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A quick look at Mariners righty/lefty batting splits

This shouldn't come as a surprise, but Seattle's batting skills in 2014 were not evenly distributed between their left- and right-handed batters.

I will take any excuse to use WFB as the main image for a post.
I will take any excuse to use WFB as the main image for a post.
Bob Levey

It's no secret that the Mariners offense in 2014 was... a little sad. Despite the enormous offseason addition of Robinson Cano, the Mariners only managed to score 10 more runs than they did in 2013 (and actually put up inferior OPS, wOBA, and wRC+ values). This certainly wasn't Cano's fault; the blame seems to rest mostly upon his teammates who batted from the other side of the plate. The following table takes a look at the righty/lefty batting splits for the Mariners last season.

Team (rank) Split PA % of PA BB% K% AVG OBP SLG OPS ISO BABIP wRC wOBA wRC+
Mariners (14) vs L as L 1053 17.6% 6.1% 19.2% 0.247 0.300 0.351 0.651 0.104 0.300 96 0.289 86
Mariners (5) vs R as L 2863 47.9% 8.0% 17.4% 0.260 0.321 0.416 0.738 0.156 0.292 339 0.324 110
Mariners (30) vs L as R 1035 17.3% 5.9% 22.6% 0.232 0.288 0.333 0.621 0.101 0.289 86 0.279 79
Mariners (30) vs R as R 1026 17.2% 4.2% 29.0% 0.207 0.255 0.331 0.586 0.124 0.271 72 0.262 67

Mariners lefties put up respectable numbers against left-handed pitchers in 2014 and were quite good vs. righties with the fifth highest cominbed wRC+ in all of baseball. This was largely driven by the fact that their three best hitters (Cano, Seager, and Saunders) are all left-handed, but Morrison (wRC+ 110), Chavez (wRC+ 97), and Ackley (wRC+ 97) each had respectable numbers, too.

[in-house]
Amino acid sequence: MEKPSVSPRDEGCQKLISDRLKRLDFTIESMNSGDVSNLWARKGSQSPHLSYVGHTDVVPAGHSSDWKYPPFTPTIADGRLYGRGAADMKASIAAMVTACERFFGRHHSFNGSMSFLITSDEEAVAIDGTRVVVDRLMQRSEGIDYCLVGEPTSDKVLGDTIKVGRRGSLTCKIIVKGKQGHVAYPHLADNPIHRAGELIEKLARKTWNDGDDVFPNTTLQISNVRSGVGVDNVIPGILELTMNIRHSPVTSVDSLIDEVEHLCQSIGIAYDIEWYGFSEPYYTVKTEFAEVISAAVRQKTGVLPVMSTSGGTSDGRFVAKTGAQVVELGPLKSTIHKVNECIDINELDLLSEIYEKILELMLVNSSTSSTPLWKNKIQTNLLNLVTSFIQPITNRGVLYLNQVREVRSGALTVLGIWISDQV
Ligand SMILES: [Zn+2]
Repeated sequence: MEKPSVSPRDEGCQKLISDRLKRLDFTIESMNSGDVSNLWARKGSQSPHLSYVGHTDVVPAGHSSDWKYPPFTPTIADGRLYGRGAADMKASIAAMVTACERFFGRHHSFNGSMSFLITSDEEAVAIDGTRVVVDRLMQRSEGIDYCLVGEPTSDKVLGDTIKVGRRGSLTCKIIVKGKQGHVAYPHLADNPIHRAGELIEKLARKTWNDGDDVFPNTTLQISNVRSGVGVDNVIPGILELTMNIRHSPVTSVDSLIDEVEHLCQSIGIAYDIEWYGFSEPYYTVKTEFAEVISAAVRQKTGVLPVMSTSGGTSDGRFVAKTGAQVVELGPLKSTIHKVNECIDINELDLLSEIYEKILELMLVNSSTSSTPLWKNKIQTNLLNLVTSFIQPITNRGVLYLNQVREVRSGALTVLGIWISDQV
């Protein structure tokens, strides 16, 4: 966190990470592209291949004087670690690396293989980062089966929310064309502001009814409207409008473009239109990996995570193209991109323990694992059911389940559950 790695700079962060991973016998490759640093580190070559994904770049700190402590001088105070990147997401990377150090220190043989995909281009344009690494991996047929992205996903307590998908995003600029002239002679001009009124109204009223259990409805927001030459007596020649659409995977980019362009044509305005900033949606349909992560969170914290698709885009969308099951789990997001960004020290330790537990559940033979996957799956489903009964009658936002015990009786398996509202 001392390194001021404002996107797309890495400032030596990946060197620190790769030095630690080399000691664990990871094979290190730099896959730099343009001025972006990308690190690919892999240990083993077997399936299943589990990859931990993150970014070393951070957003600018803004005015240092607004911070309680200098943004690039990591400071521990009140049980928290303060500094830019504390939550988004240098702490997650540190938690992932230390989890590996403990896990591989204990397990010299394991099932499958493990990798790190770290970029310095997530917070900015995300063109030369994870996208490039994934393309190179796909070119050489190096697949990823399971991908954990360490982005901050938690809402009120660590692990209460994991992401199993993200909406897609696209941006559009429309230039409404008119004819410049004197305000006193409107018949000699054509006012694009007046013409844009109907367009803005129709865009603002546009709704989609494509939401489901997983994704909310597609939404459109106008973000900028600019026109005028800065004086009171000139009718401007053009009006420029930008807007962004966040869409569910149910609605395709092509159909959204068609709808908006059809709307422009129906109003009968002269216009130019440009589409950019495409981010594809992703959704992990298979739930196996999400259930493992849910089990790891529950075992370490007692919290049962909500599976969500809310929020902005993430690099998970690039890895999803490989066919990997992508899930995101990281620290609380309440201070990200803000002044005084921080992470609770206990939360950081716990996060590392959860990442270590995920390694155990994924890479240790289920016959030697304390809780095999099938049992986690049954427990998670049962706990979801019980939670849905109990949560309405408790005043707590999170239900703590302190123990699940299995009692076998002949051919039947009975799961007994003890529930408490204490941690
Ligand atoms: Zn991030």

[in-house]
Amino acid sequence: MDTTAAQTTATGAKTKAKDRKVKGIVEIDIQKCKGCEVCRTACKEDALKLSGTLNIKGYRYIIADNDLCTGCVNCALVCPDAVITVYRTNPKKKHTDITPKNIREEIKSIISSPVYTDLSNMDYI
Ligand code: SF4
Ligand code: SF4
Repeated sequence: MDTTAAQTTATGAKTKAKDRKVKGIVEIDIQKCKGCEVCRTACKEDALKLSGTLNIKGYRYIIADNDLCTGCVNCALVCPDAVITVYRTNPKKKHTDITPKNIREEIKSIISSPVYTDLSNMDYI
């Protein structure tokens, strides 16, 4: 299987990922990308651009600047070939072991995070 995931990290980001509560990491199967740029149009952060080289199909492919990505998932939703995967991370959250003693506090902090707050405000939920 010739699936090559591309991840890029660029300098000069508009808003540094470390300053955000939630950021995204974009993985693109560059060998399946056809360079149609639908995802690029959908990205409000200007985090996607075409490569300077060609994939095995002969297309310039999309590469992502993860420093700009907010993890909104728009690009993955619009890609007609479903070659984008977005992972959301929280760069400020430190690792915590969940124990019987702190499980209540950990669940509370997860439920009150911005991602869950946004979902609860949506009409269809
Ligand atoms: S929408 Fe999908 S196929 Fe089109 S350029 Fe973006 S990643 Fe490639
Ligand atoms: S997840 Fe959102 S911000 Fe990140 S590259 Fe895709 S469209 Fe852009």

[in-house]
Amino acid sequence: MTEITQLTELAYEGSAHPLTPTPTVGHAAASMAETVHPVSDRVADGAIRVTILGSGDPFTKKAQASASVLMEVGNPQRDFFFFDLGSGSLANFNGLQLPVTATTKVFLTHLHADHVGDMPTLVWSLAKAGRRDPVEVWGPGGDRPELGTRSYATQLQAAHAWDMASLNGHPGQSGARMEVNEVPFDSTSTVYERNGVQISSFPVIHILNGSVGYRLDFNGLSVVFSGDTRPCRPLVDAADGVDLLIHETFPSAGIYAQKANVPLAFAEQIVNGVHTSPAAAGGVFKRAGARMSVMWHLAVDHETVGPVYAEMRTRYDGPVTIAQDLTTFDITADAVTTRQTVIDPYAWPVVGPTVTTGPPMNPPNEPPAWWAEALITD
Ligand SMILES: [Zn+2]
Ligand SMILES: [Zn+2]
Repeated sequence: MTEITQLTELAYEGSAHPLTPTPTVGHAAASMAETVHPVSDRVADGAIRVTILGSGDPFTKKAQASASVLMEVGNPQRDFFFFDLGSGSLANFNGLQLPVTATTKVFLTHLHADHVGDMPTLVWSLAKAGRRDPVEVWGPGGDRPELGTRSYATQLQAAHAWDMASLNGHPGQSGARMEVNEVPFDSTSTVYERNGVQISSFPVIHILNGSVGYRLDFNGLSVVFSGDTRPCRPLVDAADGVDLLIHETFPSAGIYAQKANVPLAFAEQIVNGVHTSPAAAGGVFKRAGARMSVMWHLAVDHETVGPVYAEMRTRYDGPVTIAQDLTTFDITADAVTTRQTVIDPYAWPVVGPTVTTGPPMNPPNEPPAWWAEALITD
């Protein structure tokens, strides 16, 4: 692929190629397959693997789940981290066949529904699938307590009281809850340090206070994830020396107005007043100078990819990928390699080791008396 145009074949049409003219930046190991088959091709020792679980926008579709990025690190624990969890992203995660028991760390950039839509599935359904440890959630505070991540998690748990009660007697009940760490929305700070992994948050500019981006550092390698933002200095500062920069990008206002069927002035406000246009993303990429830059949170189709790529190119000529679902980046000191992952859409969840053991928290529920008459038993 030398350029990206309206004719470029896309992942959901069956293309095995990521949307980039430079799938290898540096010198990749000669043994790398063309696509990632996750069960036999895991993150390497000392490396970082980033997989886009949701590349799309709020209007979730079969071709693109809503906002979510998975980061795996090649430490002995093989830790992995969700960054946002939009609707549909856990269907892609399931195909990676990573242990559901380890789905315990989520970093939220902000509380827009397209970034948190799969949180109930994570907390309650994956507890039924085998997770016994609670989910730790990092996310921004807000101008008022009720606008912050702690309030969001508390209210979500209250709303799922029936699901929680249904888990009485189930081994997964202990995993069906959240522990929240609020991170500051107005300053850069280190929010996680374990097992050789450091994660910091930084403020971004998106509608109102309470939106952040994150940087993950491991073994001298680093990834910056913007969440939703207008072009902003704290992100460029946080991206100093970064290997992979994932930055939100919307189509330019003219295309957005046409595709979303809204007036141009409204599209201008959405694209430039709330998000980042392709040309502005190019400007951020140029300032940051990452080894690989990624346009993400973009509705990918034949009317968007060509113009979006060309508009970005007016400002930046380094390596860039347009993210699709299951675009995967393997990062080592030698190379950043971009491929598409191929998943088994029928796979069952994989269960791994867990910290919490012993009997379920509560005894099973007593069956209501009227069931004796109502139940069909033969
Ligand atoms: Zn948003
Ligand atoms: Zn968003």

However, from the right side of the plate, the Mariners struggled mightily. As a team, they ranked dead last in wRC+ and OPS against both right-handed and left-handed pitchers. The following charts show where the M's regular/semi-regular righties ranked, in terms of wRC+, among right-handed MLB batters last year:

Switch-hitters who batted right-handed are also included in these plots.

Chris Taylor was slightly above average against right-handed pitching (with a wRC+ of 100), but everyone else was fairly lousy. Below, to give a more complete view of their numbers, I've listed the men that had 90 or more PA from the right side of the plate for the M's in 2014. These stats reflect their performance against both right-handed and left-handed pitchers.

Chris Taylor 151 0.287 0.347 0.346 0.692 103
Kendrys Morales* 92 0.232 0.304 0.378 0.682 86
Mike Zunino 476 0.199 0.254 0.404 0.658 86
Willie Bloomquist 139 0.278 0.297 0.346 0.643 81
Justin Smoak* 116 0.222 0.276 0.343 0.618 78
Corey Hart 255 0.203 0.271 0.319 0.590 70
John Buck 92 0.226 0.293 0.286 0.579 70
Chris Denorfia 90 0.195 0.256 0.317 0.573 63
Stefen Romero 190 0.192 0.234 0.299 0.533 51
Austin Jackson 236 0.229 0.267 0.260 0.527 51

*Switch-hitter batting right-handed against LHPs.

Out of these 10 players, five will not/better not be with the Mariners in 2015. Morales, Smoak, Hart, Buck, and Denorfia combined to hit .213/.278/.327 from the right side in 2014 in ~600 PA. Their departures will be sorely missed. I sure hope that the Mariners upper management is able to fill so many crucial, productive holes...

As for the players who are still with the team (as of today):